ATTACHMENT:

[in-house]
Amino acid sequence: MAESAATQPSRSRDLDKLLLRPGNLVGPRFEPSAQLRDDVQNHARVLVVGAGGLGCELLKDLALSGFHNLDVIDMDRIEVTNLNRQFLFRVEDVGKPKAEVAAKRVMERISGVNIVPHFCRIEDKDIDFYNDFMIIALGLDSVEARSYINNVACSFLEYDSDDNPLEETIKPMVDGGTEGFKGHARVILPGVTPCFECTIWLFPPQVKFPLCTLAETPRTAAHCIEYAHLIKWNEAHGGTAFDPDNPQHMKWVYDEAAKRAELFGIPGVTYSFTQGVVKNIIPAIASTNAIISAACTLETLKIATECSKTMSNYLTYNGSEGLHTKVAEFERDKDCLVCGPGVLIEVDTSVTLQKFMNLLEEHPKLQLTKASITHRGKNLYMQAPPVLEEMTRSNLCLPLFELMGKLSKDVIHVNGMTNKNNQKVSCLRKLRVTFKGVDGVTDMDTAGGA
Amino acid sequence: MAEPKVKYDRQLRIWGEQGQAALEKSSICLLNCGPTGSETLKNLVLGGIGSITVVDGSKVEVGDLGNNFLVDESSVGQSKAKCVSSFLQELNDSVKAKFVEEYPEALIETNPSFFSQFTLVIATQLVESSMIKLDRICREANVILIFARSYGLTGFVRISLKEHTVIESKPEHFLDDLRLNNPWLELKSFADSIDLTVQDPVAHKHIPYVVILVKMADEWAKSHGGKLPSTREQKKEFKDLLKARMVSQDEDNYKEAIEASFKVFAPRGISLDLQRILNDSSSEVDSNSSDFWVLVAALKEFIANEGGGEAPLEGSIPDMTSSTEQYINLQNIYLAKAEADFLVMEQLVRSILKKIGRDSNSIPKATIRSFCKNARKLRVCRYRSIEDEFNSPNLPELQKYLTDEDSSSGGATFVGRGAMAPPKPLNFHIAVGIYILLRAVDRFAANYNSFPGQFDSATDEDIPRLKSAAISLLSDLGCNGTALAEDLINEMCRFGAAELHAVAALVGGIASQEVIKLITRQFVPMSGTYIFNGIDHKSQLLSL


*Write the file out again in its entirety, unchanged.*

[in-house]
Amino acid sequence: MAESAATQPSRSRDLDKLLLRPGNLVGPRFEPSAQLRDDVQNHARVLVVGAGGLGCELLKDLALSGFHNLDVIDMDRIEVTNLNRQFLFRVEDVGKPKAEVAAKRVMERISGVNIVPHFCRIEDKDIDFYNDFMIIALGLDSVEARSYINNVACSFLEYDSDDNPLEETIKPMVDGGTEGFKGHARVILPGVTPCFECTIWLFPPQVKFPLCTLAETPRTAAHCIEYAHLIKWNEAHGGTAFDPDNPQHMKWVYDEAAKRAELFGIPGVTYSFTQGVVKNIIPAIASTNAIISAACTLETLKIATECSKTMSNYLTYNGSEGLHTKVAEFERDKDCLVCGPGVLIEVDTSVTLQKFMNLLEEHPKLQLTKASITHRGKNLYMQAPPVLEEMTRSNLCLPLFELMGKLSKDVIHVNGMTNKNNQKVSCLRKLRVTFKGVDGVTDMDTAGGA
Amino acid sequence: MAEPKVKYDRQLRIWGEQGQAALEKSSICLLNCGPTGSETLKNLVLGGIGSITVVDGSKVEVGDLGNNFLVDESSVGQSKAKCVSSFLQELNDSVKAKFVEEYPEALIETNPSFFSQFTLVIATQLVESSMIKLDRICREANVILIFARSYGLTGFVRISLKEHTVIESKPEHFLDDLRLNNPWLELKSFADSIDLTVQDPVAHKHIPYVVILVKMADEWAKSHGGKLPSTREQKKEFKDLLKARMVSQDEDNYKEAIEASFKVFAPRGISLDLQRILNDSSSEVDSNSSDFWVLVAALKEFIANEGGGEAPLEGSIPDMTSSTEQYINLQNIYLAKAEADFLVMEQLVRSILKKIGRDSNSIPKATIRSFCKNARKLRVCRYRSIEDEFNSPNLPELQKYLTDEDSSSGGATFVGRGAMAPPKPLNFHIAVGIYILLRAVDRFAANYNSFPGQFDSATDEDIPRLKSAAISLLSDLGCNGTALAEDLINEMCRFGAAELHAVAALVGGIASQEVIKLITRQFVPMSGTYIFNGIDHKSQLLSL